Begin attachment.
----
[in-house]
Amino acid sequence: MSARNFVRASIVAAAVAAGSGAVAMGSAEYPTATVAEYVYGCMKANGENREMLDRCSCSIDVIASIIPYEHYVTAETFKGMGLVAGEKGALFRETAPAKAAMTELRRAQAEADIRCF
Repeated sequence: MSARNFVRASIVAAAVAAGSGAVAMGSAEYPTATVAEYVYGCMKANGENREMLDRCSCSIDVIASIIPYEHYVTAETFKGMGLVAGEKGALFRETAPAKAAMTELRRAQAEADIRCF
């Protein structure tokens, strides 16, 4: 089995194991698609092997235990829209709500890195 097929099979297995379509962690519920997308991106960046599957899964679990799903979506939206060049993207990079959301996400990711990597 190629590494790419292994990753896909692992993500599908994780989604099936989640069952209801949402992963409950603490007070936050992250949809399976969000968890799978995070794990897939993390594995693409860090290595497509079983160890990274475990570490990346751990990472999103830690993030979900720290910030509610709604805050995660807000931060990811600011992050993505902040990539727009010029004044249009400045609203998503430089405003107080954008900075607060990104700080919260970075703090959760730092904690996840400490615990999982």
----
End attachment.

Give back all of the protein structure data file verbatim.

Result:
[in-house]
Amino acid sequence: MSARNFVRASIVAAAVAAGSGAVAMGSAEYPTATVAEYVYGCMKANGENREMLDRCSCSIDVIASIIPYEHYVTAETFKGMGLVAGEKGALFRETAPAKAAMTELRRAQAEADIRCF
Repeated sequence: MSARNFVRASIVAAAVAAGSGAVAMGSAEYPTATVAEYVYGCMKANGENREMLDRCSCSIDVIASIIPYEHYVTAETFKGMGLVAGEKGALFRETAPAKAAMTELRRAQAEADIRCF
């Protein structure tokens, strides 16, 4: 089995194991698609092997235990829209709500890195 097929099979297995379509962690519920997308991106960046599957899964679990799903979506939206060049993207990079959301996400990711990597 190629590494790419292994990753896909692992993500599908994780989604099936989640069952209801949402992963409950603490007070936050992250949809399976969000968890799978995070794990897939993390594995693409860090290595497509079983160890990274475990570490990346751990990472999103830690993030979900720290910030509610709604805050995660807000931060990811600011992050993505902040990539727009010029004044249009400045609203998503430089405003107080954008900075607060990104700080919260970075703090959760730092904690996840400490615990999982």